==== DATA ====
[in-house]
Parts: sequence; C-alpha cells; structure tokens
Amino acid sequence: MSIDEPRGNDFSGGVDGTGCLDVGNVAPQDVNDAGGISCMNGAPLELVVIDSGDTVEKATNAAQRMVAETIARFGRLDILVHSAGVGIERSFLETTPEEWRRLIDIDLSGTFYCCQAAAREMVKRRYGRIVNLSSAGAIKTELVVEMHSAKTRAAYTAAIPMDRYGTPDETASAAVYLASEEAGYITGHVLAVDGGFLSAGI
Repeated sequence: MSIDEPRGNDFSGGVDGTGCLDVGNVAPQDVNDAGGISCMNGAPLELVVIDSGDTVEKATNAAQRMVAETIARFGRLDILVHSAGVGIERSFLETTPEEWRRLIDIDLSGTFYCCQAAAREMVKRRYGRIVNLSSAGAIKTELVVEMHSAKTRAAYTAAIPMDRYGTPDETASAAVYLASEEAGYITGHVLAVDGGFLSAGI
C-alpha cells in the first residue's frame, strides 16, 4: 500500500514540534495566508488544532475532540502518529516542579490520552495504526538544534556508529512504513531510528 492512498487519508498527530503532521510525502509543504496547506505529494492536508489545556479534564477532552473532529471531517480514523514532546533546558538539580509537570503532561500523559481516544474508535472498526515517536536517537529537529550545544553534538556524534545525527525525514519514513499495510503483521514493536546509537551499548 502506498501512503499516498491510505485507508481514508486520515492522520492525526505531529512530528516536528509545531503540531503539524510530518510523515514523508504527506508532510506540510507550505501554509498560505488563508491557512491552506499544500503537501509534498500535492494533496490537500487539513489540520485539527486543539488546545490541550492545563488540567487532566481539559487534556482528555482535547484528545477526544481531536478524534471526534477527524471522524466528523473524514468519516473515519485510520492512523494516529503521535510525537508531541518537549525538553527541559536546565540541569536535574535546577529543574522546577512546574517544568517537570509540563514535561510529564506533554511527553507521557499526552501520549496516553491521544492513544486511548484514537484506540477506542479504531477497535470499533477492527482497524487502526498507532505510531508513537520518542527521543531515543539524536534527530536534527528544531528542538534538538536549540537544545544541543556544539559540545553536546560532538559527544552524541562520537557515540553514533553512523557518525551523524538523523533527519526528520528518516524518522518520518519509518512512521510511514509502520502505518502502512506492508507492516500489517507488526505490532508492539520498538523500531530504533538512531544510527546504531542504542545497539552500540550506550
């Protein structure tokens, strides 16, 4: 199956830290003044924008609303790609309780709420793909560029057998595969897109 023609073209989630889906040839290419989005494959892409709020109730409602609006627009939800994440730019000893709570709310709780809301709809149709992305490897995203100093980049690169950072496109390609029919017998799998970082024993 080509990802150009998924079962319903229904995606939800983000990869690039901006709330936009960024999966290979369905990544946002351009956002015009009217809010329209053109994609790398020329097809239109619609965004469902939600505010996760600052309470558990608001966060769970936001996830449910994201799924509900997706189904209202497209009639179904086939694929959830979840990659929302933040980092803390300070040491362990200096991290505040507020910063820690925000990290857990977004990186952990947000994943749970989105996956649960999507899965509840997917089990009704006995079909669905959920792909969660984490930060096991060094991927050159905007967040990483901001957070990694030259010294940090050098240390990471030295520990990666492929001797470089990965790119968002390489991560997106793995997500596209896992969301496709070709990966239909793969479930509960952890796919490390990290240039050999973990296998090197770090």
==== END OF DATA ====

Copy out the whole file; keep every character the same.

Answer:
[in-house]
Parts: sequence; C-alpha cells; structure tokens
Amino acid sequence: MSIDEPRGNDFSGGVDGTGCLDVGNVAPQDVNDAGGISCMNGAPLELVVIDSGDTVEKATNAAQRMVAETIARFGRLDILVHSAGVGIERSFLETTPEEWRRLIDIDLSGTFYCCQAAAREMVKRRYGRIVNLSSAGAIKTELVVEMHSAKTRAAYTAAIPMDRYGTPDETASAAVYLASEEAGYITGHVLAVDGGFLSAGI
Repeated sequence: MSIDEPRGNDFSGGVDGTGCLDVGNVAPQDVNDAGGISCMNGAPLELVVIDSGDTVEKATNAAQRMVAETIARFGRLDILVHSAGVGIERSFLETTPEEWRRLIDIDLSGTFYCCQAAAREMVKRRYGRIVNLSSAGAIKTELVVEMHSAKTRAAYTAAIPMDRYGTPDETASAAVYLASEEAGYITGHVLAVDGGFLSAGI
C-alpha cells in the first residue's frame, strides 16, 4: 500500500514540534495566508488544532475532540502518529516542579490520552495504526538544534556508529512504513531510528 492512498487519508498527530503532521510525502509543504496547506505529494492536508489545556479534564477532552473532529471531517480514523514532546533546558538539580509537570503532561500523559481516544474508535472498526515517536536517537529537529550545544553534538556524534545525527525525514519514513499495510503483521514493536546509537551499548 502506498501512503499516498491510505485507508481514508486520515492522520492525526505531529512530528516536528509545531503540531503539524510530518510523515514523508504527506508532510506540510507550505501554509498560505488563508491557512491552506499544500503537501509534498500535492494533496490537500487539513489540520485539527486543539488546545490541550492545563488540567487532566481539559487534556482528555482535547484528545477526544481531536478524534471526534477527524471522524466528523473524514468519516473515519485510520492512523494516529503521535510525537508531541518537549525538553527541559536546565540541569536535574535546577529543574522546577512546574517544568517537570509540563514535561510529564506533554511527553507521557499526552501520549496516553491521544492513544486511548484514537484506540477506542479504531477497535470499533477492527482497524487502526498507532505510531508513537520518542527521543531515543539524536534527530536534527528544531528542538534538538536549540537544545544541543556544539559540545553536546560532538559527544552524541562520537557515540553514533553512523557518525551523524538523523533527519526528520528518516524518522518520518519509518512512521510511514509502520502505518502502512506492508507492516500489517507488526505490532508492539520498538523500531530504533538512531544510527546504531542504542545497539552500540550506550
């Protein structure tokens, strides 16, 4: 199956830290003044924008609303790609309780709420793909560029057998595969897109 023609073209989630889906040839290419989005494959892409709020109730409602609006627009939800994440730019000893709570709310709780809301709809149709992305490897995203100093980049690169950072496109390609029919017998799998970082024993 080509990802150009998924079962319903229904995606939800983000990869690039901006709330936009960024999966290979369905990544946002351009956002015009009217809010329209053109994609790398020329097809239109619609965004469902939600505010996760600052309470558990608001966060769970936001996830449910994201799924509900997706189904209202497209009639179904086939694929959830979840990659929302933040980092803390300070040491362990200096991290505040507020910063820690925000990290857990977004990186952990947000994943749970989105996956649960999507899965509840997917089990009704006995079909669905959920792909969660984490930060096991060094991927050159905007967040990483901001957070990694030259010294940090050098240390990471030295520990990666492929001797470089990965790119968002390489991560997106793995997500596209896992969301496709070709990966239909793969479930509960952890796919490390990290240039050999973990296998090197770090």